Skip to main content

The Recently Proposed Interpretation of Occupational Noise Withdrawn by OSHA

The Recently Proposed Interpretation of Occupational Noise Withdrawn by OSHA
On the 19th of January, the U.S. Department of Labor's Occupational Safety and Health Administration announced that it is withdrawing its proposed interpretation titled “Interpretation of OSHA's Provisions for Feasible Administrative or Engineering Controls of Occupational Noise”. This proposed interpretation would have properly clarified the term “feasible administrative or engineering controls” that is described in the noise standard laid down by OSHA.

“Hearing loss is caused by excessive noise levels and remains a serious occupational health problem in this county”, said Dr. David Michaels, who is the assistant secretary of labor for occupational safety and health. “However, it is clear from the concerns raised about this proposal that addressing this problem requires much more public outreach and many more resources than we originally anticipated. We are sensitive to the possible costs associated with improving worker protection and have decided to suspend work on this proposed modification while we study other approaches to abating workplace noise hazards”.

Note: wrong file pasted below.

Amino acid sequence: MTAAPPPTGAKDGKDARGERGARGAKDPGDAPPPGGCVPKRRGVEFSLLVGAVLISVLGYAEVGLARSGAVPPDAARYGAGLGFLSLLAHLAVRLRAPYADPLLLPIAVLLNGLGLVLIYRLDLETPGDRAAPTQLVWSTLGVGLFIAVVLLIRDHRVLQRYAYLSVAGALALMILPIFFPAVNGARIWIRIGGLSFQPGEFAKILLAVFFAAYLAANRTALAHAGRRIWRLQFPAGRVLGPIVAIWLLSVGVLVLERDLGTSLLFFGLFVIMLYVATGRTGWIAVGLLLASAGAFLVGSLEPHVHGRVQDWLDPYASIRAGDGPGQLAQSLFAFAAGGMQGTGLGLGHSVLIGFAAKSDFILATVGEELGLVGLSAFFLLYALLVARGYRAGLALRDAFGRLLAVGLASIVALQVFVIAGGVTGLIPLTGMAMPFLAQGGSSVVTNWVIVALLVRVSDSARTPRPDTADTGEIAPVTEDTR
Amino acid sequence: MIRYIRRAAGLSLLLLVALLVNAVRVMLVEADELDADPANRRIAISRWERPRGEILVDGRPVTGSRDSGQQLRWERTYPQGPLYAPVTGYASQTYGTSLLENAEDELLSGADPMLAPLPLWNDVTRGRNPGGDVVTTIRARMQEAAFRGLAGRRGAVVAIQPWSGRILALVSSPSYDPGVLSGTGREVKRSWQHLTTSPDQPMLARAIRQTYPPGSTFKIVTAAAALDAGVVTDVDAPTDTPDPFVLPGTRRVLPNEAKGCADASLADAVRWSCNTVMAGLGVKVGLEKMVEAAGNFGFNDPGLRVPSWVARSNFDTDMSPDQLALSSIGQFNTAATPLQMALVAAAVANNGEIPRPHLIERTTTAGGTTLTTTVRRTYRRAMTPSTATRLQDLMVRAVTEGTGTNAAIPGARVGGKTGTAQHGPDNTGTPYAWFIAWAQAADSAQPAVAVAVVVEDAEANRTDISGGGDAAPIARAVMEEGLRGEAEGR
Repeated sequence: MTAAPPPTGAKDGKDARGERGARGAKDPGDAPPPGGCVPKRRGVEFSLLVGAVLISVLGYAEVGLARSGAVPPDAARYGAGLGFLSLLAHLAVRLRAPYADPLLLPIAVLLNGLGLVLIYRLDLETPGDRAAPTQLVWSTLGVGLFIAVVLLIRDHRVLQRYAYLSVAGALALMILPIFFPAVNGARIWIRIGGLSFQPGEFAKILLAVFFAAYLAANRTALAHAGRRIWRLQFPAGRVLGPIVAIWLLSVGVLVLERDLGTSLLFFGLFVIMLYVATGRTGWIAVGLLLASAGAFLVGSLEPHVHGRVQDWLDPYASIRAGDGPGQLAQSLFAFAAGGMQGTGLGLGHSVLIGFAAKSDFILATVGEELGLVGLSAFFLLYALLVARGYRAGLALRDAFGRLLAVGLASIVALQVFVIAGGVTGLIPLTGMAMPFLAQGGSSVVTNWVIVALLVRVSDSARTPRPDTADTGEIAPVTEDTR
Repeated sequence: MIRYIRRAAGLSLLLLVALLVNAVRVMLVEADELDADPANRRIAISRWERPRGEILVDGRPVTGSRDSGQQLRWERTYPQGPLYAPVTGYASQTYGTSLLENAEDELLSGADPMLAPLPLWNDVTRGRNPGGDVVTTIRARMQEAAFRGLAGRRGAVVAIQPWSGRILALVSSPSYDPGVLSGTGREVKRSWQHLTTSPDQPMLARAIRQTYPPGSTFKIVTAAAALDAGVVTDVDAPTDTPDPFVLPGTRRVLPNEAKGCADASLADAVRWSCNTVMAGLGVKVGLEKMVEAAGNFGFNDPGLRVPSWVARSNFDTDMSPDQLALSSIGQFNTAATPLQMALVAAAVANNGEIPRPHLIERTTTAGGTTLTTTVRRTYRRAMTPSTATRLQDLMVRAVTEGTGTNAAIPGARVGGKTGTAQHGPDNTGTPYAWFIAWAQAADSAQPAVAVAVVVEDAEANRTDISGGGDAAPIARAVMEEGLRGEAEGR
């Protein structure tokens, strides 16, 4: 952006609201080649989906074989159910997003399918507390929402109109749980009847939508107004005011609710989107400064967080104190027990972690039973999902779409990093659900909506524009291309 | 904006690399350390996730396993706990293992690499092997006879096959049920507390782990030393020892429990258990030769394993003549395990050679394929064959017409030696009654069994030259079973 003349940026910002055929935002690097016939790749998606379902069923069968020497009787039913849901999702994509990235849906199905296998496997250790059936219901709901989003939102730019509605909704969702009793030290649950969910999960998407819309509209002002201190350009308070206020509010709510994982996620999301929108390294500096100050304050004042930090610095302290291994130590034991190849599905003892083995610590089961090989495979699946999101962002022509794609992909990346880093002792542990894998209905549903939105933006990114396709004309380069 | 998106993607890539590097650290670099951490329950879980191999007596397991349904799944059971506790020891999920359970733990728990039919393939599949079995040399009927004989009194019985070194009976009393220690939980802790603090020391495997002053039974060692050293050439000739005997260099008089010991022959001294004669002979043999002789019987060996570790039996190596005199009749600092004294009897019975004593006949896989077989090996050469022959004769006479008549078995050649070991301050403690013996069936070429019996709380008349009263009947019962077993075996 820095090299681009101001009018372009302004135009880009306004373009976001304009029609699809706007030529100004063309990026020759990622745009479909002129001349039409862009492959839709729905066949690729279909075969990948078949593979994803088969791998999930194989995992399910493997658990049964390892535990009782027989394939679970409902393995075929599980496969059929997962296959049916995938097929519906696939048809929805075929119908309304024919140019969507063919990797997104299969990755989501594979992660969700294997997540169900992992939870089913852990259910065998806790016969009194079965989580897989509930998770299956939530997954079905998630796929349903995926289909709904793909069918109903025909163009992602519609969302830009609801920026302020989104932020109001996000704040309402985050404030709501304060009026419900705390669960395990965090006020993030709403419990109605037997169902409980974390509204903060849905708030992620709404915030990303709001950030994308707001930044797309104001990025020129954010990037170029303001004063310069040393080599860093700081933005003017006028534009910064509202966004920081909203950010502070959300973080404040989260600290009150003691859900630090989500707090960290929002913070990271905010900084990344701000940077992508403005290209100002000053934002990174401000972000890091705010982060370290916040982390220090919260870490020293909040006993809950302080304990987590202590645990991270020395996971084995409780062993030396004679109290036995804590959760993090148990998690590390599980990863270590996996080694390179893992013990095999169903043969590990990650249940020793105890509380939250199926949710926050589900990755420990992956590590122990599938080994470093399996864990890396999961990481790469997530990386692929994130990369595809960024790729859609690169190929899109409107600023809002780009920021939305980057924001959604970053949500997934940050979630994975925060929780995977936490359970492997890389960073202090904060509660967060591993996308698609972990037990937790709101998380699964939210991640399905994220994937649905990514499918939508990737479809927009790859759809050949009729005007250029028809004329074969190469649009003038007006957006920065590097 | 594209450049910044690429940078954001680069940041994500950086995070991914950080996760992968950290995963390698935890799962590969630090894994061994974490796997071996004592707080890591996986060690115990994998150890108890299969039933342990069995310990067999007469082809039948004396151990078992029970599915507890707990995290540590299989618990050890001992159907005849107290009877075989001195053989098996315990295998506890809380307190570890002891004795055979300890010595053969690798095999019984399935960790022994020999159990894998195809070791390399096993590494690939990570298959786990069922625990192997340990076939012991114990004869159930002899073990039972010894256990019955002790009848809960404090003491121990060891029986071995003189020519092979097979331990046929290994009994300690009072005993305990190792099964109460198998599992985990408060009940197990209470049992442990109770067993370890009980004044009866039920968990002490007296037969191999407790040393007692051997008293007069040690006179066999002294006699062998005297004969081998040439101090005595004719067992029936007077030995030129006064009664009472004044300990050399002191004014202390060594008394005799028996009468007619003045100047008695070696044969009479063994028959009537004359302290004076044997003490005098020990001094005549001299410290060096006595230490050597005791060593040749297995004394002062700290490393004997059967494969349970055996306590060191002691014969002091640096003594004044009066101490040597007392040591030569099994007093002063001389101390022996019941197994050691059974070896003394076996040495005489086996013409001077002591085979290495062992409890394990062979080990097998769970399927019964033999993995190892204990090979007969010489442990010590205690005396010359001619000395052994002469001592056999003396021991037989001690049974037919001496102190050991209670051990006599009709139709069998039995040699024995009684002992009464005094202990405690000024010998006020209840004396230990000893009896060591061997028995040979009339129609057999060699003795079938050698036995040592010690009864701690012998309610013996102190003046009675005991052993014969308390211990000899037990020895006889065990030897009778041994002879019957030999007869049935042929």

Many workers continue to suffer from preventable hearing loss due to high noise levels in the workplace. According to the Bureau of Labor Statistics, nearly 125,000 workers have suffered permanent hearing loss since 2004. Also, in the year 2008 alone, more than 22,000 hearing loss cases have been reported. Michaels assures that OSHA is continuing to find ways to put an end this problem.